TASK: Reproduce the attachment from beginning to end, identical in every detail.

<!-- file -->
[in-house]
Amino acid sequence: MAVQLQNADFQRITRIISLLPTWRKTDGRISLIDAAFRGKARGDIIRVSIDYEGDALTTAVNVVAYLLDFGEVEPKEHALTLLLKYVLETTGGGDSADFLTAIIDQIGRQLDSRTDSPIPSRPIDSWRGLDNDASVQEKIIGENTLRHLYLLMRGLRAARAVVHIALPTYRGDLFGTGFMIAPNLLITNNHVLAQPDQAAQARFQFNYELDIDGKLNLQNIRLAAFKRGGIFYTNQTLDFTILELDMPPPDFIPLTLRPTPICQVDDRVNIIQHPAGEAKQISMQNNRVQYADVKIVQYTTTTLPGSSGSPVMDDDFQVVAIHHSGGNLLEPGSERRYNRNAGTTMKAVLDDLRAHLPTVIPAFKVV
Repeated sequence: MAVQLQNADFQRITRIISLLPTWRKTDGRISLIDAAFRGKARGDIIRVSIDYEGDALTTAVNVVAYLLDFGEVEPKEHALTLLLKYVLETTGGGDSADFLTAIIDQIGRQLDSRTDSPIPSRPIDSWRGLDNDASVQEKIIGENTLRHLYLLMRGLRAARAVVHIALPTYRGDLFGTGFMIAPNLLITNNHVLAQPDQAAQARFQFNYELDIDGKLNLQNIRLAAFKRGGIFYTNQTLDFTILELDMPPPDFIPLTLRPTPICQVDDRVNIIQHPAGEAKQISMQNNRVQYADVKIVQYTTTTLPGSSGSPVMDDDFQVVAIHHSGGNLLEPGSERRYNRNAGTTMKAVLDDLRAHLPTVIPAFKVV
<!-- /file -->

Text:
[in-house]
Amino acid sequence: MAVQLQNADFQRITRIISLLPTWRKTDGRISLIDAAFRGKARGDIIRVSIDYEGDALTTAVNVVAYLLDFGEVEPKEHALTLLLKYVLETTGGGDSADFLTAIIDQIGRQLDSRTDSPIPSRPIDSWRGLDNDASVQEKIIGENTLRHLYLLMRGLRAARAVVHIALPTYRGDLFGTGFMIAPNLLITNNHVLAQPDQAAQARFQFNYELDIDGKLNLQNIRLAAFKRGGIFYTNQTLDFTILELDMPPPDFIPLTLRPTPICQVDDRVNIIQHPAGEAKQISMQNNRVQYADVKIVQYTTTTLPGSSGSPVMDDDFQVVAIHHSGGNLLEPGSERRYNRNAGTTMKAVLDDLRAHLPTVIPAFKVV
Repeated sequence: MAVQLQNADFQRITRIISLLPTWRKTDGRISLIDAAFRGKARGDIIRVSIDYEGDALTTAVNVVAYLLDFGEVEPKEHALTLLLKYVLETTGGGDSADFLTAIIDQIGRQLDSRTDSPIPSRPIDSWRGLDNDASVQEKIIGENTLRHLYLLMRGLRAARAVVHIALPTYRGDLFGTGFMIAPNLLITNNHVLAQPDQAAQARFQFNYELDIDGKLNLQNIRLAAFKRGGIFYTNQTLDFTILELDMPPPDFIPLTLRPTPICQVDDRVNIIQHPAGEAKQISMQNNRVQYADVKIVQYTTTTLPGSSGSPVMDDDFQVVAIHHSGGNLLEPGSERRYNRNAGTTMKAVLDDLRAHLPTVIPAFKVV